The unspoilt valley of Eskdale is one of the best-kept secrets in the Lake District. It lies on the far western edge of the National Park, a long way from anywhere. Many people are put off visiting by the time it takes to get here: if you don’t come by train, you either face a long drive around the coast or you have to negotiate the hair-raising bends of both the Wrynose and Hardknott passes, often impassable in winter. But those who make the effort are richly rewarded.
On its short, exciting journey from the highest of the Lakeland fells to the Irish Sea at Ravenglass, the River Esk has carved out a beautiful and eclectic dale. From the remote amphitheatre of Upper Eskdale, bound by fearsome walls of rock and scree, it plummets into the main part of the valley, where it gently meanders between meadows and patches of woodland. There’s a chance of catching a glimpse of the increasingly rare red squirrel in the woods. This small, bushy-tailed native has been pushed out of much of England by the North American grey squirrel, but it still clings on to its territory in parts of Cumbria.
This is a quiet valley, sparsely populated. The sheep grazing the valley bottom and the low, grassy fells probably outnumber the inhabitants of its two main settlements, Eskdale Green and Boot. These villages are where you’ll find the valley’s main facilities – campsites, a few B&Bs, a couple of tiny shops and several pubs, all of which serve food. Most of the valley’s main attractions are within easy walking distance, including Stanley Ghyll Force, one of the Lake District’s most spectacular waterfalls, the La’al Ratty narrow-gauge railway and the Japanese Garden in the Forestry Commission’s Giggle Alley, where you’ll find bamboo thickets and colourful maples.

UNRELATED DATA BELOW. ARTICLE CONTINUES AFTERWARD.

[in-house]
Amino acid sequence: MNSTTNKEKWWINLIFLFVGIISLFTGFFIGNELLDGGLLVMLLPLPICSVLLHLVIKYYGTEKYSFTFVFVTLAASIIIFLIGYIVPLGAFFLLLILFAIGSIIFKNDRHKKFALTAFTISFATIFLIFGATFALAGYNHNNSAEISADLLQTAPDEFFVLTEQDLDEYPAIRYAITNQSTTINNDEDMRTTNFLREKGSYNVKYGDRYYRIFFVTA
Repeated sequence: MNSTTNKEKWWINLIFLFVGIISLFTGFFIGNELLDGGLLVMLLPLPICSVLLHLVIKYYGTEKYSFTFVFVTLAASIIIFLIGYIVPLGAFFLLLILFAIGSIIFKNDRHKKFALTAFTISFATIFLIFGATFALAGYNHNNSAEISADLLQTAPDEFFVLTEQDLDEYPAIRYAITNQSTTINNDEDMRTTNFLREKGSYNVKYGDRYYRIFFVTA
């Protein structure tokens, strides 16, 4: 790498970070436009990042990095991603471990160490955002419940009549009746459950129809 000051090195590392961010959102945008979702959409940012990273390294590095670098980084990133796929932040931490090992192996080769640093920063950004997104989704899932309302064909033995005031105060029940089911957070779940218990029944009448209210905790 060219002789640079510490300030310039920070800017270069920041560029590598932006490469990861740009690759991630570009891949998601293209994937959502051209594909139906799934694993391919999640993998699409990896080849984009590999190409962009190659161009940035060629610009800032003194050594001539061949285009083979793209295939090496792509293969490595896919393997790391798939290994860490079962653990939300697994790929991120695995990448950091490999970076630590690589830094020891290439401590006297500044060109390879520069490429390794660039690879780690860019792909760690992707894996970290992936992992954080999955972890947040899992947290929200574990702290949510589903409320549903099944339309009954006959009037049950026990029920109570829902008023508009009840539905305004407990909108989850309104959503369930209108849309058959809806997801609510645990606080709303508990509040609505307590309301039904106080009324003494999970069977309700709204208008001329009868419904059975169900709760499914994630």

Boot is home to Eskdale Mill, the last working water-powered corn mill in the Lake District. Visitors can learn about the history of the site and then tour the buildings to see how the nearby stream powered the traditional waterwheels to grind grain. The buildings that exist today date from the eighteenth and nineteenth centuries, although a mill has existed on the site since medieval times. Stepping even further back in time, visitors can make a trip further up the valley to where the spectacularly located remains of a Roman fort guard Hardknott Pass. Hardknott Fort, also known as Hardknott Castle, protected the road linking the Roman port at Ravenglass (Glannoventa) with a fort at Ambleside (Galava).
A good network of well-signposted paths makes easy work of exploring the valley bottom on foot, passing old packhorse bridges, the tiny St Catherine’s Church and lovely old farmhouses. There are stepping stones across the river for the nimble-footed, or bridges if you don’t trust your sense of balance. On either side of the dale, old peat roads – grassy, zig-zagging tracks once used to bring this important fuel down from the fells above – provide easy access to moody moorland and hidden bodies of water such as Blea Tarn and Burnmoor Tarn. Lakeland’s largest tarn, Devoke Water, sits in a lonely spot to the south-west of the main valley. Surrounded by mysterious Bronze Age remains, it makes for an atmospheric outing.